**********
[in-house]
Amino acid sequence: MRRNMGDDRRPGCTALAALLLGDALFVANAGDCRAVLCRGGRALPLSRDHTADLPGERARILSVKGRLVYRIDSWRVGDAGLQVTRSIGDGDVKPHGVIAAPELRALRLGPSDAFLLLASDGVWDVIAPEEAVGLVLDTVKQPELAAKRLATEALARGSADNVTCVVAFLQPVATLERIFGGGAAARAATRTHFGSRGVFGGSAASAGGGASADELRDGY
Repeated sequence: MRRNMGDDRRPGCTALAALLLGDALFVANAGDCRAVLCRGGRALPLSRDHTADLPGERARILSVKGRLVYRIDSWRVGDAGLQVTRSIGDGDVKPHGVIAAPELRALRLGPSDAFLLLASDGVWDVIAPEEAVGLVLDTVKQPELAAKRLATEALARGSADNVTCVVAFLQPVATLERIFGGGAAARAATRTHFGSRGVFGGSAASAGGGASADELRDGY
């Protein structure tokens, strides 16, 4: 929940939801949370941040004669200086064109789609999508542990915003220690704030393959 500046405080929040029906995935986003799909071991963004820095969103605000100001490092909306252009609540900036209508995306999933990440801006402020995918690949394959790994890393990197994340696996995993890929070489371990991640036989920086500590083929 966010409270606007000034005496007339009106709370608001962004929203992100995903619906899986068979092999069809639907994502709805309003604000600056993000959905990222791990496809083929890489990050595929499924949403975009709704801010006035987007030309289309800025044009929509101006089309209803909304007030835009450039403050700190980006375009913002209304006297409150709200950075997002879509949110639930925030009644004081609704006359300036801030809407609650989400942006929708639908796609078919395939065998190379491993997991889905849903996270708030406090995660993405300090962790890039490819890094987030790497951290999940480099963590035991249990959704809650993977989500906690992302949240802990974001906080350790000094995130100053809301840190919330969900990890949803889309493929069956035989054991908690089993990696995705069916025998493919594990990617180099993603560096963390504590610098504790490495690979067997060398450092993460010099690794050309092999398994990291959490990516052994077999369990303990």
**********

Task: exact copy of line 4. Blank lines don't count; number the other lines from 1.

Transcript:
């Protein structure tokens, strides 16, 4: 929940939801949370941040004669200086064109789609999508542990915003220690704030393959 500046405080929040029906995935986003799909071991963004820095969103605000100001490092909306252009609540900036209508995306999933990440801006402020995918690949394959790994890393990197994340696996995993890929070489371990991640036989920086500590083929 966010409270606007000034005496007339009106709370608001962004929203992100995903619906899986068979092999069809639907994502709805309003604000600056993000959905990222791990496809083929890489990050595929499924949403975009709704801010006035987007030309289309800025044009929509101006089309209803909304007030835009450039403050700190980006375009913002209304006297409150709200950075997002879509949110639930925030009644004081609704006359300036801030809407609650989400942006929708639908796609078919395939065998190379491993997991889905849903996270708030406090995660993405300090962790890039490819890094987030790497951290999940480099963590035991249990959704809650993977989500906690992302949240802990974001906080350790000094995130100053809301840190919330969900990890949803889309493929069956035989054991908690089993990696995705069916025998493919594990990617180099993603560096963390504590610098504790490495690979067997060398450092993460010099690794050309092999398994990291959490990516052994077999369990303990």